Since RPL10 protein was overexpressed in EOC and was higher in OVCAR-3 cell line, a loss-of-function approach was used to evaluate the functional significance of RPL10 in this cell line. First, RPL10 expression was knocked down with using siRNAs in OVCAR-3 cells. Western blot confirmed the efficacy of RPL10 silence at the protein level in cells transfected with RPL10-siRNA compared with cells transfected with negative control siRNA (C-siRNA) (Fig. 3A and 3B). To construct RPL10-shRNA lentivirus, we chose S2 which showed the highest efficiency of knockdown among the three RPL10-siRNAs examined. OVCAR-3 cells were infected with RPL10-shRNA lentivirus containing GFP and the efficiency of the transduction of RPL10-shRNA was monitored by fluorescence microscopy. We found that the expression of GFP was relatively stable and nearly 100% cells were GFP-positive at the 5th passage of OVCAR-3, while there was no morphological change in RPL10-shRNA expressing cells (Fig. 3C). The knockdown of RPL10 protein was confirmed by Western blotting (Fig. 3D and 3E). Furthermore, knockdown of RPL10 affected EOC cell viability detected by WST-1 assay. We found a significant decrease of cell growth in RPL10-shRNA expressing cells at 24, 48, and 72 h post-seeding compared with control cells (P<0.05; Fig. 3F).

RPL10 overexpression increases ovarian cancer cell viability

A gain-of-function approach was also used to evaluate the effect of RPL10 on OC cell viability. The overexpression of RPL10 protein after RPL10-plasmid lentivirus infection was confirmed by Western blotting (Fig. 3G and 3H). Overexpression of RPL10 affected ovarian cancer cell viability also detected by WST-1 assay. We found a significant increase of cell growth in RPL10-plasmid expressing cells at 48 and 72 h post-seeding compared with control cells (P<0.01; Fig. 3I).

RPL10 affects ovarian cancer cells migration and invasion

To examine cell migration and invasion, a transwell assay was performed. The number of migrated cells was reduced in RPL10-shRNA expressing cells compared with control cells at 36 h after seeding. Similarly, the number of invaded RPL10-shRNA expressing cells was also decreased after knockdown of RPL10 at 48 h compared with control cells (Fig. 4A). We observed the number of migrated and invaded RPL10-plasmid expressing cells was increased at 36 h and 48 h compared with control cells, respectively (Fig. 4B). These data indicate that the suppression of RPL10 expression significantly inhibited cell migration and invasion, while the overexpression of RPL10 significantly increased cell migration and invasion.

RPL10 influences cell cycle and apoptosis

Flow cytometry was applied to evaluate the cell cycle and apoptosis. We found that RPL10 did not influence cell cycle (Fig. 5A-5D). The number of early apoptotic cells was increased in RPL10-shRNA cells (Fig. 5E and 5F), but decreased in RPL10-plasmid cells (Fig. 5G and 5H), compared with control cells.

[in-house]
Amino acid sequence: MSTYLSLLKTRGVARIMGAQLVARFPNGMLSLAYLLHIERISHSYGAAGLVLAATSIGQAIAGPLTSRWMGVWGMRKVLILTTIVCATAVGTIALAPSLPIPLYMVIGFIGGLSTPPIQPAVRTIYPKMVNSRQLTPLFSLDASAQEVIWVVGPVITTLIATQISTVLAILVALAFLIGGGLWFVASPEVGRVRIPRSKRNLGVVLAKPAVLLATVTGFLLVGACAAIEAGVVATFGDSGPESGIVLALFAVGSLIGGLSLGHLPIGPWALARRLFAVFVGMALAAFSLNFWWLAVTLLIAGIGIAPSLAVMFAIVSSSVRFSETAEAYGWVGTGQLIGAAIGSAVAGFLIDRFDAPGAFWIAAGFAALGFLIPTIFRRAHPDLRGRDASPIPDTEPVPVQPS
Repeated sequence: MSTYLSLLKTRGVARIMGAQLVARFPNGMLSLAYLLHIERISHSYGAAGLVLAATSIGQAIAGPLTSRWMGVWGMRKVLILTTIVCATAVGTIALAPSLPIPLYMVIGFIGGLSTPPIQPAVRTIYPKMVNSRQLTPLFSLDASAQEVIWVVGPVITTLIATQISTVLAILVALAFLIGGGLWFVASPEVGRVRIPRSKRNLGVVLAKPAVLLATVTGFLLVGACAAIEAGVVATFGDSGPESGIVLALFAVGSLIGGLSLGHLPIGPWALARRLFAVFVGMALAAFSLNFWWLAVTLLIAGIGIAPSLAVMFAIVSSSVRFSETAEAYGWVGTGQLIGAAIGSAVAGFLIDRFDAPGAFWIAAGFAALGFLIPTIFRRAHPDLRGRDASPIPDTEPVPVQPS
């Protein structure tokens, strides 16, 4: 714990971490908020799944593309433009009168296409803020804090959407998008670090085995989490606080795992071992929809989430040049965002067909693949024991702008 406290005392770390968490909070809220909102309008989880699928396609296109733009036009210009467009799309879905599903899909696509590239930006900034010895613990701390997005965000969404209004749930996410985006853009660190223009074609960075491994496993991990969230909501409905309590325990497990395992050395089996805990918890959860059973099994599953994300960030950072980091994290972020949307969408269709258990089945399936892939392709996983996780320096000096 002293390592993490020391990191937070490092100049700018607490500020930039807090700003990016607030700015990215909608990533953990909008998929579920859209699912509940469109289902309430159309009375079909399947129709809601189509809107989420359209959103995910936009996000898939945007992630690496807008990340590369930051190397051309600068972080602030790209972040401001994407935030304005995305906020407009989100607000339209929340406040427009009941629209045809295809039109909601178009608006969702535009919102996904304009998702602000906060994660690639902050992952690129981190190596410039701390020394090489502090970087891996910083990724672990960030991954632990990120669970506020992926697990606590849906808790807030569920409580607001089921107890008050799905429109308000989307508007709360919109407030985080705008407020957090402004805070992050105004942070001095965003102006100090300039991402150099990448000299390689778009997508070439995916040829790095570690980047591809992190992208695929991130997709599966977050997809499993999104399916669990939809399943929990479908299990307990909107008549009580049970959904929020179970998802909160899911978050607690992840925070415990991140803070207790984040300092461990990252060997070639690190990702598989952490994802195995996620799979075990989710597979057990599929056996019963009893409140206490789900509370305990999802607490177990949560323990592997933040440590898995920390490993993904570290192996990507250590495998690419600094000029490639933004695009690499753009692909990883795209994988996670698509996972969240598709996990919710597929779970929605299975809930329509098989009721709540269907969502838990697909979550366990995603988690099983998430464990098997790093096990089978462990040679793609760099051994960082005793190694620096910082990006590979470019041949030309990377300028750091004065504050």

Figure 4 

Effect of RPL10-shRNA and RPL10-plasmid on cell migration and invasion. (A) Cell migration and invasion of RPL10-shRNA in a transwell assay. (B) Cell migration and invasion of RPL10-plasmid in a transwell assay. Cell migration was measured after 36 h seeding and invasion was measured after 48 h seeding. Histogram shows the quantitative analysis of migrated and invaded cells from three random microscopic fields, respectively. At least three independent experiments were performed and a similar result was obtained. Original amplification, ×200; scale bar, 100 µm. **, P<0.01.

J Cancer Image (Click on the image to enlarge.)
 Figure 5 

Effect of RPL10-shRNA and RPL10-plasmid on cell cycle and apoptosis. (A) Images of flow cytometry on cell cycle after RPL10-shRNA and control siRNA infection. (B) Histogram shows the percentage of the cell population in each phase of (A). (C) Images of flow cytometry on cell cycle after RPL10-plasmid and empty vector infection. (D) Histograms show the percentage of the cell population in each phase of (C). (E) The population of apoptotic cells of RPL10-shRNA and control detected by flow cytometry is shown. (F) Histogram shows the quantification of the population of early apoptotic cells. (G) The population of apoptotic cells of RPL10-plasmid and empty vector detected by flow cytometry is shown. (H) Histogram shows the quantification of the population of early apoptotic cells. n=3; *, P<0.05; **, P<0.01.

J Cancer Image (Click on the image to enlarge.)

RPL10 is regulated by miR-143-3p in OC cells

MiR-143-3p mimics decreased RPL10 protein expression (P<0.05; Fig. 6A and 6B), whereas miR-143-3p inhibitor (anti-miR-143) increased RPL10 protein expression (P<0.01; Fig. 6C and 6D), in OVCAR-3 cells. Furthermore, we found that the expression level of miR-143-3p was lower in RPL10-shRNA-expression cell (Fig, 6E), but was high in RPL10 overexpressing cells (Fig, 6F), compared with their respective controls. These data suggest that there might be a feedback loop existed. However, using miRWalk 2.0 database [27], we did not find RPL10 as a potential target of miR-143-3p.


OC is one of the most invasive tumor diseases in postmenopausal women. It has very poor prognosis due to the hardness of detection at an early stage. Our current study showed the evidence of RPL10 overexpression in tissues of human OC. Moreover, the overexpression of RPL10 was also observed in EOC cell line. Using loss-of-function and gain-of-function approaches, we examined the biological functions of RPL10 in vitro on EOC cell growth, migration, invasion, and apoptosis, further demonstrating that RPL10 is a novel diagnostic marker and treatment target for OC.

 Figure 6 

Regulation of RPL10 expression by miR-143-3p in OVCAR-3 cells. (A) Expression of RPL10 protein in the negative control (CTL) and miR-143-3p (miR-143) transfected cells for 72 h detected by Western blot. (B) Histogram shows the semi-quantitative analysis after densitometry on the gels of (A). (C) Expression of RPL10 protein in the negative control (NC) and anti-miR-143-3p (143-inhibitor) cells for 72 h detected by Western blot. (D) Histogram shows the semi-quantitative analysis after densitometry on the gels of (C). (E) Expression of miR-143-3p in negative control and RPL10-shRNA-expressing cells detected by qRT-PCR. (F) Expression of miR-143-3p in empty vector control and RPL10-plasmid transfected cells detected by qRT-PCR. n=3; *, P<0.05; **, P<0.01.